In the Odyssey, Homer tells of Odysseus and his wanderings, as well does Odysseus himself. Odysseus gets a chance for his narration during a feast with the Phaeacaians. It has been posed that as Odysseus sits and tells of his journey whilst feasting with the Phaeacaians, he is lying (or rather embellishing). Although I cannot prove everything I do believe that I can persuade you otherwise when it comes to Odysseus' moral set.
Odysseus’ story of his wanderings is narrated by him alone. There were no other survivors to prove him wrong. It could be argued that he have made it all up. Although it is possible that he did make it up, parts of the story that Odysseus tells the Phaeacaians are backed up with evidence. Odysseus may have embellished on events, as not all of what he says is supported, how ever the episodes of the one eyed giant, the kingdom of the dead, Circe’s island, and the cattle of the sun are all proven.
If Hermes is sent by Zeus to Calypso’s Island, and he tells Calypso that “there [on the sea] all [Odysseus’] loyal shipmates died” (156), just as Odysseus later tells the Phaeacaians they did, then it must be true.
If through Zeus’ conversation with Athena we find out that “The Earth Shaker, Poseidon, unappeased, [is] forever fuming against [Odysseus] for the Cyclops whose giant eye he blinded”, then that conversation proves Odysseus blinded the Cyclops. (79).
If Odysseus did go to Hades, he couldn’t have gotten there without help. He says Circe told him how to get there, then some of the Circe story is at least partly true. If Odysseus never traveled to Circe’s island, then he could have never tied an “intricate knot/ the lady Circe had taught him long ago” when he was tying a rope to his bounty (205).
If a person does not know something, they cannot tell about it. If Odysseus did not go to the underworld and see Tiresias, then he would not have been able to tell the Phaeacians that Tiresias told him of “arrogant men, devouring all [his] goods,/ courting [his] noble wife” were waiting (253). If Odysseus did not meet Agamemnon in the underworld, he wouldn’t have known that Agamemnon died by being "cut down as a man cuts down some ox at the trough!” (262). If Odysseus didn’t talk to his mother in the underworld, then he would have never learned that his wife is “waiting there in [his] halls... suffering so,/wasting away the nights, weeping away the days./ [and that] no one has taken over [his] royal rights”’ (255).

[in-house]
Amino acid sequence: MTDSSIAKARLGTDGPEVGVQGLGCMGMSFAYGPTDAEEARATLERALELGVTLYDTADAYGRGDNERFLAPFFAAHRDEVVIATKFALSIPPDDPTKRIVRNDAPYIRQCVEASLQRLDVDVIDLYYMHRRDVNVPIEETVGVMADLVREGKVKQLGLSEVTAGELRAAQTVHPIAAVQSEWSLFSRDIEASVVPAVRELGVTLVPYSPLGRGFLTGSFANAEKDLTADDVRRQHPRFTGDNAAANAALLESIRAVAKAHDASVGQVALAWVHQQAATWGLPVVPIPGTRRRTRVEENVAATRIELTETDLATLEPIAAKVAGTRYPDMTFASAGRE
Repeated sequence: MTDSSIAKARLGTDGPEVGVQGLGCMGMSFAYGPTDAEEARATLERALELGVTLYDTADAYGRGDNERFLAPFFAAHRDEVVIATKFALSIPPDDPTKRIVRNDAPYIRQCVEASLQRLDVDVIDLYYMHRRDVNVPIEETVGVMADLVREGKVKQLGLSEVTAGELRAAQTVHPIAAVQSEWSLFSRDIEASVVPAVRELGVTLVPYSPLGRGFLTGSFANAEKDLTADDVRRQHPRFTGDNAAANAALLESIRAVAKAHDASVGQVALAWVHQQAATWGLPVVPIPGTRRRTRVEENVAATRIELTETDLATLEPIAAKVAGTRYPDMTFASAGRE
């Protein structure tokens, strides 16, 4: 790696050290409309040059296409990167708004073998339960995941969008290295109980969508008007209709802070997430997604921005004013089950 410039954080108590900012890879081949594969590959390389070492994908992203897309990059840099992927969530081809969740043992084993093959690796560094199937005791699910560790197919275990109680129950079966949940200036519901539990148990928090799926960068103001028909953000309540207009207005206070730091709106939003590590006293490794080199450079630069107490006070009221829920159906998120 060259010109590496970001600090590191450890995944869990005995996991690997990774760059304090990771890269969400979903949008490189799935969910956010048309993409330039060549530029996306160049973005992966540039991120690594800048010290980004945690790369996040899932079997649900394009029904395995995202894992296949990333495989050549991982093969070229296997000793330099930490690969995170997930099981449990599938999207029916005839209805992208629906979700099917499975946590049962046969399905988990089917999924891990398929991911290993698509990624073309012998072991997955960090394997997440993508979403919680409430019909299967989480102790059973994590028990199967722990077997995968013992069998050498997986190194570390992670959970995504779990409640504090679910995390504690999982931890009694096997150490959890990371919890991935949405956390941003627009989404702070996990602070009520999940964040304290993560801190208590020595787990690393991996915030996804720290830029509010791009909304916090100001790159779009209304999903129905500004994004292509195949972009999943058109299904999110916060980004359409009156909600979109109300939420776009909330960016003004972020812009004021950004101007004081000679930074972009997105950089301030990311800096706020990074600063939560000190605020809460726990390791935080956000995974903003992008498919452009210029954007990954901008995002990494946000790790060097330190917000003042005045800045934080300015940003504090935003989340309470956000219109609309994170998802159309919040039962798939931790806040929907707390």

If Homer proclaims “Odysseus could not save [his crew] from disaster, hard as he strove-/ the recklessness of their own ways destroyed them all.. they devoured the cattle of the Sun” then that episode is defiantly true (77).
Odysseus claims that when Zeus destroyed his ship, he clung to the keel. Calypso herself says “I saved [Odysseus] riding astride his keel-board , all alone, then Zeus/ with one hurl of a white-hot bolt had crushed/ his racing warship down to the wine dark sea./ There all the rest of his loyal shipmates died/ but the wind drove him on, the current bore him here./ And I welcomed him warmly” (156). These words corroborate with the rest of his story and Calypso’s Island.
Why would Odysseus lie to receive gifts if a “grand array of gifts” had already been laid out for him even before he spoke his tales (205)?
If Zeus already had the Phaeacaians “with all their hearts.. prize him like a god” then Odysseus had little to gain from the Phaeacaians by lying (153) . Also “[Odysseus’] wealth was vast!” already (304).
Although Odysseus has been known as a great liar, and has successfully lied in other parts of the Odyssey, these lies do not further implicate him in terms of his wanderings. It is proven that most of what he said is true and that he did accomplish many feats. Odysseus was not trying to impress the Phaeacaians because they were impressed just with the famous Odysseus and his story of Troy. Although there may have been fabrications, the main points are true. Some of his journeys have been talked about by the gods and otherwise proven to be impossible for him to make up. These elements of support for the wanderings prove that he was at least partially telling the truth.
All references and quotes are from the 1996 edition of the Robert Fagles translation of Homer's The Odyssey